The activities of the U.S. intelligence agencies which Snowden exposed are both illegal and immoral. They directly violate the Constitution. They also violate international treaties we have signed. Snowden saw crimes taking place and notified the only people who could possibly do anything about it - the citizens of the U.S. By calling Snowden a traitor, you are literally endorsing the idea of executing witnesses for reporting crimes. There were "traitors" in the Mafia, too. They got the same sort of trial that Snowden would get from the criminals who are running our nation - a bullet in the back of the head.

          The term "national security" has been twisted by the criminals running our nation to mean "anything which threatens the government." It is supposed to mean protecting the citizens of the nation from any threat, including the government. The Constitution was designed specifically to protect us from an intrusive government. Unfortunately, mindless sheeple have been manipulated by fear mongering politicians into giving up those Constitutional protections. These sheeple are embracing a slow slide into totalitarianism in exchange for the illusion of safety. The truth is, our own government is more of a threat to us than any terrorist organization out there. Even kitchen knives are statistically a much bigger threat than any terrorist organization. Do you live your life in fear of those?

          Think for yourselves. Research your actual risks. Research the details of exactly WHY this nation was created and the reasons they carefully worded the Constitution like they did. Get educated before joining government prompted lynch mobs. The government is not the nation. We are. The government is committing crimes against "We the People." That is the definition of "traitor." Ask yourself, "Why are the simple-minded calling for the head of the witness who reported the crimes of our traitorous government?"
          • Snowden is a True Patriot and a hero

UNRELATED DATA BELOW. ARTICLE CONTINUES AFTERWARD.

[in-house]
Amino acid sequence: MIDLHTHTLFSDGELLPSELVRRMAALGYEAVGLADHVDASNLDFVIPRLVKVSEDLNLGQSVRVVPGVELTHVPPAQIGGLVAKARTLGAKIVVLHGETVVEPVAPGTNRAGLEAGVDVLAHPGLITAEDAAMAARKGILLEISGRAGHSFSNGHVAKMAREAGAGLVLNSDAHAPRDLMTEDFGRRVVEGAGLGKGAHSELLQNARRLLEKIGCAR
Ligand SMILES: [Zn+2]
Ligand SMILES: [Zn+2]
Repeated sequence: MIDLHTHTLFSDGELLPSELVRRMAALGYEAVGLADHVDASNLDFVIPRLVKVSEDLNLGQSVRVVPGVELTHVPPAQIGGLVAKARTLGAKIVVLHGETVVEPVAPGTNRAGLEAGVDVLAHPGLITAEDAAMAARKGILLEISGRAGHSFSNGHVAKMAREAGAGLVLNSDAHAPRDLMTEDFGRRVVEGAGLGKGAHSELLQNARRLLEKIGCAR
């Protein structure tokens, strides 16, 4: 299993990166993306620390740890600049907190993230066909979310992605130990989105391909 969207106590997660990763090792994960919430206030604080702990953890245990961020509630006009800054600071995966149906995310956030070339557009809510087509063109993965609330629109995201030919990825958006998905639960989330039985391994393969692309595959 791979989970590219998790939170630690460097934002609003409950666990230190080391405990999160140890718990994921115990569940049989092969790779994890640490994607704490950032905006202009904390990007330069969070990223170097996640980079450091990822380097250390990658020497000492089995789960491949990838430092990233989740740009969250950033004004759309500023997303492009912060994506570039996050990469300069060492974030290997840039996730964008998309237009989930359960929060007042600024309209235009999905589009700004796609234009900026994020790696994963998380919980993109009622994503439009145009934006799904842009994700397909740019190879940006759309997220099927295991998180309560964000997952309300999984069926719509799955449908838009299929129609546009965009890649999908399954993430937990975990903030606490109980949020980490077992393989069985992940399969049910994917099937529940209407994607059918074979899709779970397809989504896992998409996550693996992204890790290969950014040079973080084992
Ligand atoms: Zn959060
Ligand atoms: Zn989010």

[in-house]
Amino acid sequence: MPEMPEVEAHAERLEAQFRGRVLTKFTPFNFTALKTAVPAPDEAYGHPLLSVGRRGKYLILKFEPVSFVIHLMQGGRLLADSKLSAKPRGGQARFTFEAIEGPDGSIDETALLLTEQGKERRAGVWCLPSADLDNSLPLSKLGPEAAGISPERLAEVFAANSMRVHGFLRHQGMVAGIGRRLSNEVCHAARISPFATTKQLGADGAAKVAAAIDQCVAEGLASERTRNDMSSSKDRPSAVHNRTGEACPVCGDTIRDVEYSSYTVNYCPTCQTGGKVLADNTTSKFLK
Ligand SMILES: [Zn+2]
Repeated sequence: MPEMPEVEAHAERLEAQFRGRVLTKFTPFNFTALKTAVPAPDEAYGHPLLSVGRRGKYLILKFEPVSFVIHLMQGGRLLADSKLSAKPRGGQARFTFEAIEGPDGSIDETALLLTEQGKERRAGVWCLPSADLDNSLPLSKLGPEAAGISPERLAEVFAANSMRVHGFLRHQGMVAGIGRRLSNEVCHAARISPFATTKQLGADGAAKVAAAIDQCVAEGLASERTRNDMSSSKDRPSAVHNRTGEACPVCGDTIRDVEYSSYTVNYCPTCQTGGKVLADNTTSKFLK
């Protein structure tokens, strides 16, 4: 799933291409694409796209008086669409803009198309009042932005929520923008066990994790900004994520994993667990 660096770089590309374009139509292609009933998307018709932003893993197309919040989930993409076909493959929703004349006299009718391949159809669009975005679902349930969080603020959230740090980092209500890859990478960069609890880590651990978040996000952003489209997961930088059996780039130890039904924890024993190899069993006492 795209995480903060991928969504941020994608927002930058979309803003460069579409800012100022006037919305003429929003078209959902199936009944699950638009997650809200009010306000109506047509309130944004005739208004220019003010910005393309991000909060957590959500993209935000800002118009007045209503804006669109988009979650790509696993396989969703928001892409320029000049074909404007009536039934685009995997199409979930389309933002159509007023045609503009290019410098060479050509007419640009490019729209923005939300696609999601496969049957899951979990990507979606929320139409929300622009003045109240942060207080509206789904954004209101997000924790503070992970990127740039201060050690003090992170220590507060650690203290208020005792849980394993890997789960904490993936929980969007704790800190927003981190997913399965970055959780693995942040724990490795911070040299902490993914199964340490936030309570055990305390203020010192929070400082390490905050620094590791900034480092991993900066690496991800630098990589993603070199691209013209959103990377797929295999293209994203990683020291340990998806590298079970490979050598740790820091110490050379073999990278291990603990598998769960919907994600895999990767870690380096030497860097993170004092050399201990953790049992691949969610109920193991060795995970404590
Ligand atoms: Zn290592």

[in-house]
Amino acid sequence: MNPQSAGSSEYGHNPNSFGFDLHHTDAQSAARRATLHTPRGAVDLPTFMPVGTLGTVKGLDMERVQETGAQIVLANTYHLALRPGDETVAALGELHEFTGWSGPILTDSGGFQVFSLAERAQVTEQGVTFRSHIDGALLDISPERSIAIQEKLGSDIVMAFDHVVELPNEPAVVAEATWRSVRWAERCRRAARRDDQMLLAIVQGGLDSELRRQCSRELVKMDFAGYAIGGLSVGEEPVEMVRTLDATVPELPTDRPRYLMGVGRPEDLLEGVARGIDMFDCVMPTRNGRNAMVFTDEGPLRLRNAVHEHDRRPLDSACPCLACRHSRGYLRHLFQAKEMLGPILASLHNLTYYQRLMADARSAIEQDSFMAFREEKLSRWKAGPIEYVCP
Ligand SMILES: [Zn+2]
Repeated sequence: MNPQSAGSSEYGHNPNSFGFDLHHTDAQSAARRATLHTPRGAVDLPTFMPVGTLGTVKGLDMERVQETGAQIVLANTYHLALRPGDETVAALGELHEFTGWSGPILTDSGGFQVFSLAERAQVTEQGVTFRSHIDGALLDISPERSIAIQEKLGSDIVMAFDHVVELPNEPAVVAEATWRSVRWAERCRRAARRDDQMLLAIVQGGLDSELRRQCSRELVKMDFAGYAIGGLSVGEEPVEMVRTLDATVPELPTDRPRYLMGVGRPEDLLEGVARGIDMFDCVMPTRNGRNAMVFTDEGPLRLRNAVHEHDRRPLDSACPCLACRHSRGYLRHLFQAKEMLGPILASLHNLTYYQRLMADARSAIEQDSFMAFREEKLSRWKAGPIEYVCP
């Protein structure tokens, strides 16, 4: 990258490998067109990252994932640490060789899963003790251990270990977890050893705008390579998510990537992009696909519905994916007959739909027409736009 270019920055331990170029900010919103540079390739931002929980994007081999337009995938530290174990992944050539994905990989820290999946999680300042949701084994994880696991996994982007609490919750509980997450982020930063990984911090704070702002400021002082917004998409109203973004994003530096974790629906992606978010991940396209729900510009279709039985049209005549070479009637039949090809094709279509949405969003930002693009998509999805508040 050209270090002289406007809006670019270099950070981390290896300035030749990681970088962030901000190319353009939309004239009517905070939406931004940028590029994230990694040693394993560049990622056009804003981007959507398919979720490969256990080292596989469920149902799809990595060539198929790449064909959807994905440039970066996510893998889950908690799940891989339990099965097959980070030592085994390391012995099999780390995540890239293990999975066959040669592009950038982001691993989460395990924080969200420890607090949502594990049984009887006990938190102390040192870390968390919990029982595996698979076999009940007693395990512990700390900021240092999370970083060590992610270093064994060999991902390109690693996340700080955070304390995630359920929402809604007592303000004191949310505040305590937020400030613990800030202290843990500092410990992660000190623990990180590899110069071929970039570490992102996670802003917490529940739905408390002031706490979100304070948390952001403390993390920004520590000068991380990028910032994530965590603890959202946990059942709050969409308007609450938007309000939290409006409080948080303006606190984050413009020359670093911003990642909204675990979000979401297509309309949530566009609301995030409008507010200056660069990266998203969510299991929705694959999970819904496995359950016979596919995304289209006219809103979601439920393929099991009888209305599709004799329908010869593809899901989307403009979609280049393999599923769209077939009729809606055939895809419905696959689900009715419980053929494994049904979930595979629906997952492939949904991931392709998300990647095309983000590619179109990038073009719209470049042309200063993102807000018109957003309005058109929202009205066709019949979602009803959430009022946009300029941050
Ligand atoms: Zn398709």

He did the right thing but unfortunately he is now paying the consonances for doing the right thing. With the dysfunctional justice system in the US, he will never get justice in the US therefore has no choice in the matter. The real criminals in this matter are still in the US. The ones in the Bush administration that allowed the law interpretations, which in turn freed up the NSA. The PBS Frontline documentary did an excellent job in laying out the time line. Watch it before you respond!! Maybe you will be enlightened?
        • His known acts do not match the constitutional definition of treason

          As far as any of us know, he hasn't made war on the US and has not adhered to its enemies (giving aid and comfort is a modifier on the latter). His disclosures may or may not have been the right thing to do, but at most, he's guilty of violating the Espionage Act, not treason.
          John L. Ries
      • Founding Fathers understood the danger of Government spying on its citizens

        It appears that the Founding Fathers had a much better grasp on the concept of governmental overreach than the average armchair quarterback we see in most of these posts. The Founding Fathers found it to be such a major issue that they addressed it in the U.S. Constitution. So sad that the Average American has become so dumbed down that they think just because they have nothing to hide that it's not a real issue except for those that are involved in illegal activities. Otherwise they'd also see the Patriotism of Edward Snowden to risk his life and reputation to let the American People know what is taking place in the NSA in regards to spying on all Americans. I'm sure Russia is not where Snowden wants to live but it would be dangerous in so many ways for him to ever return to the U.S.
        • So the only reason why anyone would disagree with you...

 because they've been brainwashed? Or maybe because they're stupid (or merely undereducated)?

          There are a fair number of Americans who feel the same way about their own opinions. Personally, I think the attitude is just plain arrogant.
          John L. Ries
      • ...Nah

        Despite the constant misrepresentation of the content of these leaks by a technologically illiterate media, reading them only makes me proud that America's security community was as careful and mindful of our rights as they actually were. So, no, I don't consider Snowden's leaks justified, and I certainly wouldn't call him a "patriot." Nor would I call him a "traitor"; because, really, he's just a poor, paranoid man who would find a conspiracy in a bowl of Wheaties, whose tinfoil hat *should* have been noticed long before the job offer.
  • Looks like...

    ...the Russian government is putting off making a final decision on Snowden as long as possible. The advantage to not giving him permanent residency is that Snowden knows that renewal is dependent on his continuing to not doing anything to offend his hosts.

    Don't look for Greenwald to publish any dirt on the Russians that Snowden might have given him.
    John L. Ries
  • Missed that until just now

    Edward Snowden has not been, as far as the public has any knowledge, an intelligence operative. He was a system administrator for a spook agency, not an intelligence operative (that title should be reserved for spies in the field, not the support staff back at the office).
    John L. Ries